Sehat: And more importantly, as the task becomes more complex, the engineering teams are afraid to innovate because they don’t have time. They just want to integrate. This is bad for business, because we need to innovate. We need to build new things, new technologies, but we don’t have time.

MoChi Simplifies SoC Design

You think this drive to integrate, to go to the next node, is not doing us any good?

Sehat: It’s allowed us to be lazy, and it’s not good for the industry. The solution is not to abandon Moore’s Law. The solution is to address this complexity issue so that Moore’s Law can continue to flourish. By building chips in modular form, using a technology we call MoChi, we can focus on building the important stuff—things like processors and graphics that need the most advanced process nodes to move ahead.

Can you give me an example of how MoChi would work, say, in a smartphone?

Sehat: The vast majority of phones today use a single chip, because it will give you the lowest overall system cost. Why is that? Because when you integrate all the functions in one chip, they can all share resources. All the memory and peripheral functions are shared. If you split the chips—let’s say processor and modem into two different chips—you have to duplicate the DRAM or I/O functions. That increases system cost.

My proposal is to build separate chips, but we want all the functions to behave as if they are in one chip [see Figure 2]. They have access to all the resources at once. Any resource that one chip has will be available for other chips. The trick is to extend the internal structure of the SoC through a chip-to-chip interface. From the programmer’s point of view, it looks like one chip.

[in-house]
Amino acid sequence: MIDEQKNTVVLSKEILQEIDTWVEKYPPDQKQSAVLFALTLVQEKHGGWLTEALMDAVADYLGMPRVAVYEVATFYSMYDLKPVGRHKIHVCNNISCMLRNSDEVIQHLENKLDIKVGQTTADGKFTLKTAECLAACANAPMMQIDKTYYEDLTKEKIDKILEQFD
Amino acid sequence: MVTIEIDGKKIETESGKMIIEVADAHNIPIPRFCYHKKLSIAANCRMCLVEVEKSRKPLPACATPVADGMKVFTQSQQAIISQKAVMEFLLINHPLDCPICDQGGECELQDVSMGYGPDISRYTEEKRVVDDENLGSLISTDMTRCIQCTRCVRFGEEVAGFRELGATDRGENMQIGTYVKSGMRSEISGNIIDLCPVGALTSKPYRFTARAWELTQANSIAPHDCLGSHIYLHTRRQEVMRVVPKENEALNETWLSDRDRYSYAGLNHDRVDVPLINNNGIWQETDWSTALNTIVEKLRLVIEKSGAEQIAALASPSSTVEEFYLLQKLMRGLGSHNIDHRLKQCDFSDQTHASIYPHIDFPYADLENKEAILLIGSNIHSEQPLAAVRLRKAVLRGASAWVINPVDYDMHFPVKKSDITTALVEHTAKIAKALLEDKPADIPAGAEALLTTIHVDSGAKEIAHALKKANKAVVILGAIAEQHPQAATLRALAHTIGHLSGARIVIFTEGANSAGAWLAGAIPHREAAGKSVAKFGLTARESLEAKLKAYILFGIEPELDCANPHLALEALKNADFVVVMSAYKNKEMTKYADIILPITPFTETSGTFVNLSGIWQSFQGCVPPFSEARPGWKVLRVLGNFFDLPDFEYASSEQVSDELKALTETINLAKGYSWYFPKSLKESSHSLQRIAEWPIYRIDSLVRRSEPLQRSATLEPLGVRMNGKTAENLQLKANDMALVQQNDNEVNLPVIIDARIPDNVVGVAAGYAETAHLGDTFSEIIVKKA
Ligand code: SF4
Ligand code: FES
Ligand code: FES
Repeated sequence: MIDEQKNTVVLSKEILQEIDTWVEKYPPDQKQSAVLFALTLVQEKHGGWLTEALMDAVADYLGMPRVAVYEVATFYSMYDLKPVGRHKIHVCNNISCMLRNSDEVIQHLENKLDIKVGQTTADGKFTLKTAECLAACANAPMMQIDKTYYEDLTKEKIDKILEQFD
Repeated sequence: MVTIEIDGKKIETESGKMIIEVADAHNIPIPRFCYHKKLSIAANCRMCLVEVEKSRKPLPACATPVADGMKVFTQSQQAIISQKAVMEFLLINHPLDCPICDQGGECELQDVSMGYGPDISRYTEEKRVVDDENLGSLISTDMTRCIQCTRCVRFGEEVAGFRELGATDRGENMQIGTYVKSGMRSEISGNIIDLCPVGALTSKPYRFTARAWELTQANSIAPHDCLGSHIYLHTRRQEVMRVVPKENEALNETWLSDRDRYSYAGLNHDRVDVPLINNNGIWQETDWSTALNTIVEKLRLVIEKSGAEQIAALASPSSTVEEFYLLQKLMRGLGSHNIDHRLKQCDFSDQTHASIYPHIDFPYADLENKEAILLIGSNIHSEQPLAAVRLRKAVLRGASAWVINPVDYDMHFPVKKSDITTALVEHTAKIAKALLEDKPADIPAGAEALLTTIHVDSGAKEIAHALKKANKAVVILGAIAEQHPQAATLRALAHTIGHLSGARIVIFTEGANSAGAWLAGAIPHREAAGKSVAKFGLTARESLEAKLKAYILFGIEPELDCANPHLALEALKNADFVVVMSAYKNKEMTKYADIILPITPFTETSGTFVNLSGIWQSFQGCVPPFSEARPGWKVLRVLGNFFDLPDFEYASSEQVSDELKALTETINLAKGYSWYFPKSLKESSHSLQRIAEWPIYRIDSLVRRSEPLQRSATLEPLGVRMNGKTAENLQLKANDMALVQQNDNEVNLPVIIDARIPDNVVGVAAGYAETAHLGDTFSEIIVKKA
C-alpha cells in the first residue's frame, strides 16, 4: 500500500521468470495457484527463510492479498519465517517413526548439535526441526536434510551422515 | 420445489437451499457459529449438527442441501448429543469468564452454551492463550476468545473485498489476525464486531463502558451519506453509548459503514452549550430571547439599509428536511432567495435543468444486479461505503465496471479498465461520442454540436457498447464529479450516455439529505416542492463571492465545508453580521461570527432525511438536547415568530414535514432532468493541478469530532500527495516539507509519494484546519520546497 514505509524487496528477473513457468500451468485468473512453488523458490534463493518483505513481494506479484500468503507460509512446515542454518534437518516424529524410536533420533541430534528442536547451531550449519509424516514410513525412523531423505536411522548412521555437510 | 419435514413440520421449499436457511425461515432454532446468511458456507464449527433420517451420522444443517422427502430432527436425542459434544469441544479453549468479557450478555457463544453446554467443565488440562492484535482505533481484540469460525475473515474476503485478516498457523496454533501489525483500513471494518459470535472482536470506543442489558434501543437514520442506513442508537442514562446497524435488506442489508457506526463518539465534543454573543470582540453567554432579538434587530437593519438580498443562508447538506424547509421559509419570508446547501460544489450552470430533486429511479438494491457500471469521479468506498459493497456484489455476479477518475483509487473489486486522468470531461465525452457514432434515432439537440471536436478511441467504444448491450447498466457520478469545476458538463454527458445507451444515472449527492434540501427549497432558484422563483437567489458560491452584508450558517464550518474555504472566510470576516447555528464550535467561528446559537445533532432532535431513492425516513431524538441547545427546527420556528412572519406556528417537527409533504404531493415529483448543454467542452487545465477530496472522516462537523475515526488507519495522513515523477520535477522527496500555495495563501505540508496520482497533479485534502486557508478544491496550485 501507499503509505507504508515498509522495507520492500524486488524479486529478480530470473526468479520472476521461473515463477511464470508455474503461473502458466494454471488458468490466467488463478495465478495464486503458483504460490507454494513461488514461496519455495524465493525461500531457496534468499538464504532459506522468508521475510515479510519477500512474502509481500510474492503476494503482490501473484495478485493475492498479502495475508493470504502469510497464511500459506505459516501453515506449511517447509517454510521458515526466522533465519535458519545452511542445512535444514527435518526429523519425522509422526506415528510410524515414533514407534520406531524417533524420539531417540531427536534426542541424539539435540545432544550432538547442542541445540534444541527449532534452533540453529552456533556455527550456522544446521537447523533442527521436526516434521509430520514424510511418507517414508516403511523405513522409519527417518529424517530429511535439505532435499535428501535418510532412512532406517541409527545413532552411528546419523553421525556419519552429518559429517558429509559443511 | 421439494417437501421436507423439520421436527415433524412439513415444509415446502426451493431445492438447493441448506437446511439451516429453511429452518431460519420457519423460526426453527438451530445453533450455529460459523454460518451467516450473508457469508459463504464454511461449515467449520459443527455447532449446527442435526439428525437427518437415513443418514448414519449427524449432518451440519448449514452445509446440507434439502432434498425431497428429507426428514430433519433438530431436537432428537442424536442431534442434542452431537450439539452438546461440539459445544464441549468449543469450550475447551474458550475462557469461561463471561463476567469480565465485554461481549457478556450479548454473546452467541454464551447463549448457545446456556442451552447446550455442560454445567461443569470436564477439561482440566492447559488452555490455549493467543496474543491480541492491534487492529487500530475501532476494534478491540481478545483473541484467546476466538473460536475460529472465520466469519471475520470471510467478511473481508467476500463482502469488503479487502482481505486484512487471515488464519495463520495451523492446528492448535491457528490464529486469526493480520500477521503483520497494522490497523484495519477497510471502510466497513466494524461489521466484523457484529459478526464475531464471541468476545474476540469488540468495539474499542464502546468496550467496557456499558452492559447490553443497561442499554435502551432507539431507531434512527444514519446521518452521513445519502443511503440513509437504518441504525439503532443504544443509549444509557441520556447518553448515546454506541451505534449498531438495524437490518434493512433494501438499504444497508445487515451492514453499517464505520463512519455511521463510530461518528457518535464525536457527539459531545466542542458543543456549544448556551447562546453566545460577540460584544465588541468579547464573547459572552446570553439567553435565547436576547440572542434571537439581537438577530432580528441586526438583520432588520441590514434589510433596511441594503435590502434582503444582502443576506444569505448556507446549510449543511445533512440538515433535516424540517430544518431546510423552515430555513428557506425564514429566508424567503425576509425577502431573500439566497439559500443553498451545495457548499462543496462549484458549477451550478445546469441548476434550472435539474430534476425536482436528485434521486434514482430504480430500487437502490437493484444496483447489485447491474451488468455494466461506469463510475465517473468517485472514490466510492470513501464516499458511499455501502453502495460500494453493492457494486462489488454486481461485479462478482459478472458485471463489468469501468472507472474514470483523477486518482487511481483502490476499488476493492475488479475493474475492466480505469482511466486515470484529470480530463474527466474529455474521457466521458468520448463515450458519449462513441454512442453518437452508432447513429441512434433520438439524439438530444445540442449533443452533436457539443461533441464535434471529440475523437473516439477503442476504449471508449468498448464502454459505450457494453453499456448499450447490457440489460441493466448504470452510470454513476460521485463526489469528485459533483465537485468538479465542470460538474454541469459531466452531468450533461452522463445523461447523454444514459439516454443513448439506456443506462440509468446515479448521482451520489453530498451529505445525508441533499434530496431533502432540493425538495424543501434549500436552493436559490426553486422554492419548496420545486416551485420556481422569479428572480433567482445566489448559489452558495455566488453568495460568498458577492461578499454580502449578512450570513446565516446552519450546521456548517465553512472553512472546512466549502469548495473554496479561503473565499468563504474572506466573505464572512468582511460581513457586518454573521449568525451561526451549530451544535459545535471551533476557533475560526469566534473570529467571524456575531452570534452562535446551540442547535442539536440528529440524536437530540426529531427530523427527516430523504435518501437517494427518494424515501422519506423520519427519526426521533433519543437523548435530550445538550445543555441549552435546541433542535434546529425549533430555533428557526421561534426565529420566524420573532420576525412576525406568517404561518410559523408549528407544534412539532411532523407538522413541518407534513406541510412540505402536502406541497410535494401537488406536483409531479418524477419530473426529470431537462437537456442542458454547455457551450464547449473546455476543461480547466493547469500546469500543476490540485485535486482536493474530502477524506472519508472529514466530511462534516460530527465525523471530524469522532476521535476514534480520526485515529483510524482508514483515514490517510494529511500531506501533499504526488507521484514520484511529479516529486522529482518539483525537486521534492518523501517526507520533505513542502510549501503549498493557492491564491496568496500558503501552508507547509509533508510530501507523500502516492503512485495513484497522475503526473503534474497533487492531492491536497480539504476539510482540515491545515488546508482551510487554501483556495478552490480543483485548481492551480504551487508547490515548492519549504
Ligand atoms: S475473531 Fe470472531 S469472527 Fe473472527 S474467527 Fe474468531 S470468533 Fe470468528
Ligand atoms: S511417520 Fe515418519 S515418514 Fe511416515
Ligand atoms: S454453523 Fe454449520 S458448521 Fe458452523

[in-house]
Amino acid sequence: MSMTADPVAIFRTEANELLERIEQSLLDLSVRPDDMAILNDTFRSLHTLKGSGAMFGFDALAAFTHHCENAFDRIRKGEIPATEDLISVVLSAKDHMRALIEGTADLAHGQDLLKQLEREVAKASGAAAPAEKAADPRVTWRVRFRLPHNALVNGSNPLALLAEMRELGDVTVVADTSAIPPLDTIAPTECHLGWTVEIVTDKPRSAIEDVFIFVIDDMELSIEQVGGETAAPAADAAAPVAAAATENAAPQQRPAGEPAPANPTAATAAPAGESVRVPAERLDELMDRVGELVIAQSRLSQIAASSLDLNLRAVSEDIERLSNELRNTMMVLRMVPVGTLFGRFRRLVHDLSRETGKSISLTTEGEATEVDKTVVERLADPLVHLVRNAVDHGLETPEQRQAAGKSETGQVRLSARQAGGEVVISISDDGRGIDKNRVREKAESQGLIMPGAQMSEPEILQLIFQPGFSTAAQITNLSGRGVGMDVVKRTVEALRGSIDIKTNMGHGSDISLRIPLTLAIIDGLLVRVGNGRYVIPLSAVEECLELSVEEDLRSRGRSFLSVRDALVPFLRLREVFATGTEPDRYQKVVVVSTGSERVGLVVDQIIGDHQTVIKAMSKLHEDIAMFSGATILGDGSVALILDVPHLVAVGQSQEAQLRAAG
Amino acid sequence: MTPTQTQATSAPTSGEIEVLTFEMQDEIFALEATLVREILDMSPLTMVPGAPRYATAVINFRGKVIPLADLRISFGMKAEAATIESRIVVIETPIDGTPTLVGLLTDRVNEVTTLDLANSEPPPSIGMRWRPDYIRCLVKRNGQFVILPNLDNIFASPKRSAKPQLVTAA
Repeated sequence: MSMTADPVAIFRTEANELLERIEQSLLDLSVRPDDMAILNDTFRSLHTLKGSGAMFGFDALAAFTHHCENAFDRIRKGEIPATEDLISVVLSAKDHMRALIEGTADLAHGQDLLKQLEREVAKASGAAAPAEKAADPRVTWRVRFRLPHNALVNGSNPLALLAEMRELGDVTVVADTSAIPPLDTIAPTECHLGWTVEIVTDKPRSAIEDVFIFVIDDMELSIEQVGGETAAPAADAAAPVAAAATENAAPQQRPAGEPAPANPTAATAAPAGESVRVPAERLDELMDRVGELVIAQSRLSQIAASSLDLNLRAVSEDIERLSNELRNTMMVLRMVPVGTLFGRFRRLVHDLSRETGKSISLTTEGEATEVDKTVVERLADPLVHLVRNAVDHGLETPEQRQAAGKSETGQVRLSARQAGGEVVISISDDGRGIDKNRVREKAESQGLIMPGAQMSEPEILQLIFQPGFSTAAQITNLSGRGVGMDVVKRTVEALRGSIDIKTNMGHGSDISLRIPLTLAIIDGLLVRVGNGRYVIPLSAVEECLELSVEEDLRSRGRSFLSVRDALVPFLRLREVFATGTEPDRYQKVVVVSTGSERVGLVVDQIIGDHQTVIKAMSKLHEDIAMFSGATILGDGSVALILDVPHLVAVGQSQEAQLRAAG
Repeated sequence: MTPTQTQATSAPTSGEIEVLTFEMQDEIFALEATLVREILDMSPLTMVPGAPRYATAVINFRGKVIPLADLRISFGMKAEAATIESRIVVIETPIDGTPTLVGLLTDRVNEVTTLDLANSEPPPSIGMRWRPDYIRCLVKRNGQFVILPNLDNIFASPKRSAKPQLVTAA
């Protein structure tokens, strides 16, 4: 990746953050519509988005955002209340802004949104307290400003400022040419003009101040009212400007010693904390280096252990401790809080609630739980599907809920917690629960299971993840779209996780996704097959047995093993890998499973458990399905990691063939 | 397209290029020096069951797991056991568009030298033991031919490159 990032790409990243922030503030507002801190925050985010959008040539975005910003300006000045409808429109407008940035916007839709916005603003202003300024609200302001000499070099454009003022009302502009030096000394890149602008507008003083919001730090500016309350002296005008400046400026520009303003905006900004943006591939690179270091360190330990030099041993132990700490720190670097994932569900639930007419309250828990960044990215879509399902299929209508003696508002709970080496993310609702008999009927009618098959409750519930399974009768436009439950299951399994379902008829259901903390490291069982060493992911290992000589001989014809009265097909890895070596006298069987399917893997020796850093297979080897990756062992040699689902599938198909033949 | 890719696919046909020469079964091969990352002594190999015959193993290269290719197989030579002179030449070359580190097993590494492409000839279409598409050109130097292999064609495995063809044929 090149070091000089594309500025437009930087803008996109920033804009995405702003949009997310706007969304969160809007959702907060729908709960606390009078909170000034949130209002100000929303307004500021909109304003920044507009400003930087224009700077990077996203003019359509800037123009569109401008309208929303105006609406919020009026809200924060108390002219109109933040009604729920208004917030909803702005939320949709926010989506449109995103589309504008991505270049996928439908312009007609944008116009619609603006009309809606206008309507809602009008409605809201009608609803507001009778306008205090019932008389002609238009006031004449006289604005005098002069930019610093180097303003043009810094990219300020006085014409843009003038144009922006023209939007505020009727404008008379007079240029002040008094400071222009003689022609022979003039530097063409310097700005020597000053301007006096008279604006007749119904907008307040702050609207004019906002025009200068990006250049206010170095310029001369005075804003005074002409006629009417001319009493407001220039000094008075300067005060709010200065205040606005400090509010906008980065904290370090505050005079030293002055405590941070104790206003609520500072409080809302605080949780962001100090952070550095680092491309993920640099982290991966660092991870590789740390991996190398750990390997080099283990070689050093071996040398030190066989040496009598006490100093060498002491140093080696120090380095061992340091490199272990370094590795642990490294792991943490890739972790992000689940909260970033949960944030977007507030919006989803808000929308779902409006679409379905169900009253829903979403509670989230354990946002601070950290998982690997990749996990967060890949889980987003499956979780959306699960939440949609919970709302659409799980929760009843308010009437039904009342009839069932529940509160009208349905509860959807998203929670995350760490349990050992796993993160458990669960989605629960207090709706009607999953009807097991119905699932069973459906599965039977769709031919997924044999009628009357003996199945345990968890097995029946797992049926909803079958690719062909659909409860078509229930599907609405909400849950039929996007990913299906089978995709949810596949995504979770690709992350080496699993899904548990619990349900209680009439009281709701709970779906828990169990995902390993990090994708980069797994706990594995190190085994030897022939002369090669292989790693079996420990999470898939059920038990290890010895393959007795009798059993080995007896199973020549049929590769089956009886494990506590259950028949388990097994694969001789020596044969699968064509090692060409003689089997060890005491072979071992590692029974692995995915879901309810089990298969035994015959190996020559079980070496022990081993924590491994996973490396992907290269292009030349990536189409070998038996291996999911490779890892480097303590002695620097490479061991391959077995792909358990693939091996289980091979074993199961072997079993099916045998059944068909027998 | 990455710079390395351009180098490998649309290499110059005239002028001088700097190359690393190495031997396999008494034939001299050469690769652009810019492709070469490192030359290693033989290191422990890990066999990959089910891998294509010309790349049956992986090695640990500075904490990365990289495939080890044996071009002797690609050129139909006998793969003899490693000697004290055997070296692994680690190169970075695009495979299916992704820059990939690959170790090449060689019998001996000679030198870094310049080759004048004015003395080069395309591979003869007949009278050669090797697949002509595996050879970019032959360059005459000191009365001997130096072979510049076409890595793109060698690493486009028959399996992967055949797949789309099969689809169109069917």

Figure 2. Sample smartphone design using MoChi. The application processor, cellular modem, and Wi-Fi are on separate chips but share access to memory and other resources through the low-latency MoChi interface.

You need a fairly high-bandwidth low-latency interconnect.

Sehat: Right. The access time to get those resources has to be very, very quick. And also, the protocol must be efficient. We cannot use PCI Express, for example. That would severely degrade the performance.

You would still need all of these different components to be designed together by the same company so that they still interact the way they would if they were all on one chip.

Sehat: You bring up a very good point. We need to have standards; no such thing exists today. For the last three years, we’ve been working internally at Marvell to build that standard so that every chip group will follow one standard. So that every chip they build can talk to any other chip. So there’s no conflict of address space, boot sequence, or interrupts. Everybody will follow the same protocol.

When you say a standard, you mean a standard within Marvell.

Sehat: Yes.

But then, do you see MoChi as a way to work with other companies’ parts, or is it just a way for Marvell to deliver more value?

Sehat: The first benefits will come Marvell’s way. It allows our teams to focus on innovation. They don’t have to worry that “I need to have a Gigabit Ethernet PHY in my SATA box.” There’s a MoChi Ethernet PHY that’s already proven; it’s in production. Don’t touch it, it works. If you want better ones, there’s a group that’s already working on a better one. No other groups have to suddenly become experts in Wi-Fi or Ethernet or SATA.